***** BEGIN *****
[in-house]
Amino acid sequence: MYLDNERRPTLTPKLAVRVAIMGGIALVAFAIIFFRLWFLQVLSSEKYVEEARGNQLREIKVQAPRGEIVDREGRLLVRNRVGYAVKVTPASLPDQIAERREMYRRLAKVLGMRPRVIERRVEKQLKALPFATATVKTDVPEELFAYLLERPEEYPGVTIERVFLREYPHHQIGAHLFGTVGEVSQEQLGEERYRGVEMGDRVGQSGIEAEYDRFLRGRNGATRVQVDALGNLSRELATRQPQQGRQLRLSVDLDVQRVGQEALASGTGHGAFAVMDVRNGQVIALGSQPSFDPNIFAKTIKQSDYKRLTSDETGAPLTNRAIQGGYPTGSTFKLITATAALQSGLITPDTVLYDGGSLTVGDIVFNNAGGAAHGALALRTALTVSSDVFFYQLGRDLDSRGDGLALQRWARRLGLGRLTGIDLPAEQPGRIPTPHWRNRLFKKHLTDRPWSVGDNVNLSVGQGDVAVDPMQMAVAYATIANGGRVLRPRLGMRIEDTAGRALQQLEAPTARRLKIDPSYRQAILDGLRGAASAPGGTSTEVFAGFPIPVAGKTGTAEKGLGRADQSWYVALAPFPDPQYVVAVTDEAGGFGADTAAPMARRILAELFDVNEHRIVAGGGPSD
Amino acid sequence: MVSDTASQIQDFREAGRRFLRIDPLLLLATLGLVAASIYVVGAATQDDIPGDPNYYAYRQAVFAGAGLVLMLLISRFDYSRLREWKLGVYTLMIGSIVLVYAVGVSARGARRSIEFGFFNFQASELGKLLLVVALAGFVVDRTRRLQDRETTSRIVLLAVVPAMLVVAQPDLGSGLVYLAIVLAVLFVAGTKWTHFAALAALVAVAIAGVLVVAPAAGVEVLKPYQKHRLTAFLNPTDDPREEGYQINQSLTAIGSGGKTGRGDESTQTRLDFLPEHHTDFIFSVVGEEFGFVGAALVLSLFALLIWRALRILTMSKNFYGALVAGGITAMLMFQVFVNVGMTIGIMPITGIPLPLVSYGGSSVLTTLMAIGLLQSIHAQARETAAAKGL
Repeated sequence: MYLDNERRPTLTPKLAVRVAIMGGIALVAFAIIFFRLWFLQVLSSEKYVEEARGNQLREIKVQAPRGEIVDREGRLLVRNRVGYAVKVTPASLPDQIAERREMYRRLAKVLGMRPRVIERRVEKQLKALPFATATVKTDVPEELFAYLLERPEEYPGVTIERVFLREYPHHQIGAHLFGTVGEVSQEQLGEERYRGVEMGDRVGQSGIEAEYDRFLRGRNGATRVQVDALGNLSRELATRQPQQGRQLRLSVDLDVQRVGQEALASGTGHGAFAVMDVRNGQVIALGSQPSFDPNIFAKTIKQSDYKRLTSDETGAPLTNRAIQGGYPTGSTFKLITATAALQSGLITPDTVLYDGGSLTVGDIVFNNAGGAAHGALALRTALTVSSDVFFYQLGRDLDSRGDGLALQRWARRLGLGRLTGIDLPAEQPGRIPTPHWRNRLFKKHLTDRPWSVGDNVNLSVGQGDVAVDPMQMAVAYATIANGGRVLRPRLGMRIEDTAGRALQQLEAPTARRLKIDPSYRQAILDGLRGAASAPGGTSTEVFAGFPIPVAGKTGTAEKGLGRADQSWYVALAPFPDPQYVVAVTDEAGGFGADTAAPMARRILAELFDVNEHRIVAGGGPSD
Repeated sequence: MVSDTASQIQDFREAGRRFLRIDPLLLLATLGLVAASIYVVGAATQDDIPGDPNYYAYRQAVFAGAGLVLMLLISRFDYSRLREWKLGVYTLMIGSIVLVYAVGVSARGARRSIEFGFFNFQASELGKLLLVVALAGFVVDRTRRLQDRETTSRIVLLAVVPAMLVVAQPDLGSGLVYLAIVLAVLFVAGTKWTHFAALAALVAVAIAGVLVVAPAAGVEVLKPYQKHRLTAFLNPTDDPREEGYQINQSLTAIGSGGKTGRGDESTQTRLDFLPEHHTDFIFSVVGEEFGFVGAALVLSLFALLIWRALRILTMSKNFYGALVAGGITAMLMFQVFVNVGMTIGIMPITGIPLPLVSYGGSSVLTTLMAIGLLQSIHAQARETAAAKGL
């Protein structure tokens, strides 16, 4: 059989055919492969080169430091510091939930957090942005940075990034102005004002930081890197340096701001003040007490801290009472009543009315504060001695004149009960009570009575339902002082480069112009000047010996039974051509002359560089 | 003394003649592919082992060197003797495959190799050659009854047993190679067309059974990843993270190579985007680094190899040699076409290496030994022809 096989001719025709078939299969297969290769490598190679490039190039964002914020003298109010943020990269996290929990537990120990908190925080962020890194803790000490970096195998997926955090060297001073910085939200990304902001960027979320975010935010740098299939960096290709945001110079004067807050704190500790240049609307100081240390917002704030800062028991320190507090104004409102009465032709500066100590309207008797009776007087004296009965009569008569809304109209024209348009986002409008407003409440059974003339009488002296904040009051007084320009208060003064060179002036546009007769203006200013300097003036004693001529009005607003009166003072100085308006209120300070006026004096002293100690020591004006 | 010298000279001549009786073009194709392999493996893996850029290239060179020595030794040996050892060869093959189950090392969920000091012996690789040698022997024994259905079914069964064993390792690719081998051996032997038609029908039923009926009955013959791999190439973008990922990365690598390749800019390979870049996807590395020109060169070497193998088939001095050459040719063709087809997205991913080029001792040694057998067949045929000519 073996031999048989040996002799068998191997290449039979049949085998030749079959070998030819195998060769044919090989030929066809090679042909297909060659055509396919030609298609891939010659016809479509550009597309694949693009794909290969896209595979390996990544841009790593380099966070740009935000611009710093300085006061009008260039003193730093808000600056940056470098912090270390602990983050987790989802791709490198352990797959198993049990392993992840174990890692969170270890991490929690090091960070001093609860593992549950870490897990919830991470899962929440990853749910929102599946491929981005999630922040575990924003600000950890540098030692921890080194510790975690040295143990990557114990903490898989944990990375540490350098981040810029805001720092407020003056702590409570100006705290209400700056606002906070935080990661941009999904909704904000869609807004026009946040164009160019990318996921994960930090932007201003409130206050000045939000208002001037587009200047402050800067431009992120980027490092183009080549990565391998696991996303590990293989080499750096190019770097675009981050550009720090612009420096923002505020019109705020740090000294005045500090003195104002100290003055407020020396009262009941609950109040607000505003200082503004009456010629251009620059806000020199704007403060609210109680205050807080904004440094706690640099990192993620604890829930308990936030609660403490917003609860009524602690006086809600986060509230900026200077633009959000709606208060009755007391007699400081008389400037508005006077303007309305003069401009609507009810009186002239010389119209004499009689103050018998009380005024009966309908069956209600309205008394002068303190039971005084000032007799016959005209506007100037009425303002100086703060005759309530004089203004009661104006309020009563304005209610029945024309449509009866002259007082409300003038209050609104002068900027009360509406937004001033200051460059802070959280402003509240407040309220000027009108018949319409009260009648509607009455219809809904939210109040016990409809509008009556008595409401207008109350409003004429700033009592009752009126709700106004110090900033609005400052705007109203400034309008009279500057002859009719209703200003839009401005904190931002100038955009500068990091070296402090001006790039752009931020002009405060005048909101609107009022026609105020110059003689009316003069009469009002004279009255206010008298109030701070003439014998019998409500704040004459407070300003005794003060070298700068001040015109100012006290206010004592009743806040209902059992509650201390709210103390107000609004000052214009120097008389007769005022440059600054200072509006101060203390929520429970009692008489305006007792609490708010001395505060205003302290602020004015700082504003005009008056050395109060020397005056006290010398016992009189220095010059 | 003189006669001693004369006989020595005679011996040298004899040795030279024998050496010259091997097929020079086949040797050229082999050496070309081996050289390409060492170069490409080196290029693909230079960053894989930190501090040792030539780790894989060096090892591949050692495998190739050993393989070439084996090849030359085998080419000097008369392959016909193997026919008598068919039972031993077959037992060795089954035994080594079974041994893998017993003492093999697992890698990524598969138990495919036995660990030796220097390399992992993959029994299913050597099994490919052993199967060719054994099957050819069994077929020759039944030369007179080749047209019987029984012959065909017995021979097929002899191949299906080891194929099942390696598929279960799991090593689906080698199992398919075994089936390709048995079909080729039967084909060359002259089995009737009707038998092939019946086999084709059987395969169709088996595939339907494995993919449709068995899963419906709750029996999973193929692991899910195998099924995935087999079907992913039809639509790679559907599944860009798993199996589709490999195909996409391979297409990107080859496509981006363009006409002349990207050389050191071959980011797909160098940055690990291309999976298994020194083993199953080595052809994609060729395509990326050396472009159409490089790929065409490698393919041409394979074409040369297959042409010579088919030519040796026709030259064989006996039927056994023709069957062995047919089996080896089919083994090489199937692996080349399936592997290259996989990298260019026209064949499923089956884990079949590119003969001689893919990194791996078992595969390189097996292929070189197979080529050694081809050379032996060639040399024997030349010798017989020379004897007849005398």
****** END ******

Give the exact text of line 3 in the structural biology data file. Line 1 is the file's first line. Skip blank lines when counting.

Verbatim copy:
Amino acid sequence: MVSDTASQIQDFREAGRRFLRIDPLLLLATLGLVAASIYVVGAATQDDIPGDPNYYAYRQAVFAGAGLVLMLLISRFDYSRLREWKLGVYTLMIGSIVLVYAVGVSARGARRSIEFGFFNFQASELGKLLLVVALAGFVVDRTRRLQDRETTSRIVLLAVVPAMLVVAQPDLGSGLVYLAIVLAVLFVAGTKWTHFAALAALVAVAIAGVLVVAPAAGVEVLKPYQKHRLTAFLNPTDDPREEGYQINQSLTAIGSGGKTGRGDESTQTRLDFLPEHHTDFIFSVVGEEFGFVGAALVLSLFALLIWRALRILTMSKNFYGALVAGGITAMLMFQVFVNVGMTIGIMPITGIPLPLVSYGGSSVLTTLMAIGLLQSIHAQARETAAAKGL